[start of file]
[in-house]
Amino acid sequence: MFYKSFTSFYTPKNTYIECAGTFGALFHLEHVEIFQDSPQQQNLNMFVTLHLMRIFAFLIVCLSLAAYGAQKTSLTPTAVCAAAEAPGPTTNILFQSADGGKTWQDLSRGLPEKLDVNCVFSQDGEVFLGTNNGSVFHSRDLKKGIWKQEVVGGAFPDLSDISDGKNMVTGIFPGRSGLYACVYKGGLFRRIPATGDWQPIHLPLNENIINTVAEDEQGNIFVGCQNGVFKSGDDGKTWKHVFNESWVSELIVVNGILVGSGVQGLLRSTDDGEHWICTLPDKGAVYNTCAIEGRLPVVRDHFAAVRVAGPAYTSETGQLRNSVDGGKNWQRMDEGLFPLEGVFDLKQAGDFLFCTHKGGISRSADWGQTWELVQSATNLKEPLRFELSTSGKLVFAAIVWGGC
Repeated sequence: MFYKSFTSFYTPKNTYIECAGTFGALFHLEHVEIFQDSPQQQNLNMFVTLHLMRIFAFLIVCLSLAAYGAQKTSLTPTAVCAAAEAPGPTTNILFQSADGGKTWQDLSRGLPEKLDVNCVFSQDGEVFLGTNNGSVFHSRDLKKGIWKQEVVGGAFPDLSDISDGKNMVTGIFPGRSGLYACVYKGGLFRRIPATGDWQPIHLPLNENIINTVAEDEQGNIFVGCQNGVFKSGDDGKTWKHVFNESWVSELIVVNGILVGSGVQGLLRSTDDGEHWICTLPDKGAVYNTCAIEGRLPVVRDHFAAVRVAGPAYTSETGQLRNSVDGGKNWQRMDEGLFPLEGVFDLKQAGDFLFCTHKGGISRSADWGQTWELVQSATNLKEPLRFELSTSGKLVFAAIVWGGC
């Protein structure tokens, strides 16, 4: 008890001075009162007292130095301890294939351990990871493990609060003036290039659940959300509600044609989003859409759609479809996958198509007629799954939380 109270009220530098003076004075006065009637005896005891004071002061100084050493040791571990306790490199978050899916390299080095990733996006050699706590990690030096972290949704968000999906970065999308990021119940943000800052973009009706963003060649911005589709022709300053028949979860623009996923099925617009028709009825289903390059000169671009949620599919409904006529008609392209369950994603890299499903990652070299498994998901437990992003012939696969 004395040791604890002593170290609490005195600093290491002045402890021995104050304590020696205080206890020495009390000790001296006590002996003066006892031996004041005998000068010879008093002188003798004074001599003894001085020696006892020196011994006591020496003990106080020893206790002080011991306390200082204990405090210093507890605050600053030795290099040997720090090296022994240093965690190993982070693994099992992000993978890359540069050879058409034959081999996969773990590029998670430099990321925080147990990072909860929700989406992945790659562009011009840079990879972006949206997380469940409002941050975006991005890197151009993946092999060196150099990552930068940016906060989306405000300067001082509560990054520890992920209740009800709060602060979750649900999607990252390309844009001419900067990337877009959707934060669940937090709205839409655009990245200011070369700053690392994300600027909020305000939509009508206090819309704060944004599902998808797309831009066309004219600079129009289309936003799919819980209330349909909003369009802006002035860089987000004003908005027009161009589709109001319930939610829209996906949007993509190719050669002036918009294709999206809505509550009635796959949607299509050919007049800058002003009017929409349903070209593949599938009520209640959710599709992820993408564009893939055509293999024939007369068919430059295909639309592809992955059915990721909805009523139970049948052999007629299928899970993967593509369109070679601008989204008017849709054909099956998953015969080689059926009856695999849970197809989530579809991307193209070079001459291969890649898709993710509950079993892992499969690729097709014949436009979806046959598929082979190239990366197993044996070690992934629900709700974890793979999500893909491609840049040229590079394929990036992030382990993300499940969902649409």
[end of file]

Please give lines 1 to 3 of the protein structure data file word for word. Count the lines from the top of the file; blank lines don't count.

[in-house]
Amino acid sequence: MFYKSFTSFYTPKNTYIECAGTFGALFHLEHVEIFQDSPQQQNLNMFVTLHLMRIFAFLIVCLSLAAYGAQKTSLTPTAVCAAAEAPGPTTNILFQSADGGKTWQDLSRGLPEKLDVNCVFSQDGEVFLGTNNGSVFHSRDLKKGIWKQEVVGGAFPDLSDISDGKNMVTGIFPGRSGLYACVYKGGLFRRIPATGDWQPIHLPLNENIINTVAEDEQGNIFVGCQNGVFKSGDDGKTWKHVFNESWVSELIVVNGILVGSGVQGLLRSTDDGEHWICTLPDKGAVYNTCAIEGRLPVVRDHFAAVRVAGPAYTSETGQLRNSVDGGKNWQRMDEGLFPLEGVFDLKQAGDFLFCTHKGGISRSADWGQTWELVQSATNLKEPLRFELSTSGKLVFAAIVWGGC
Repeated sequence: MFYKSFTSFYTPKNTYIECAGTFGALFHLEHVEIFQDSPQQQNLNMFVTLHLMRIFAFLIVCLSLAAYGAQKTSLTPTAVCAAAEAPGPTTNILFQSADGGKTWQDLSRGLPEKLDVNCVFSQDGEVFLGTNNGSVFHSRDLKKGIWKQEVVGGAFPDLSDISDGKNMVTGIFPGRSGLYACVYKGGLFRRIPATGDWQPIHLPLNENIINTVAEDEQGNIFVGCQNGVFKSGDDGKTWKHVFNESWVSELIVVNGILVGSGVQGLLRSTDDGEHWICTLPDKGAVYNTCAIEGRLPVVRDHFAAVRVAGPAYTSETGQLRNSVDGGKNWQRMDEGLFPLEGVFDLKQAGDFLFCTHKGGISRSADWGQTWELVQSATNLKEPLRFELSTSGKLVFAAIVWGGC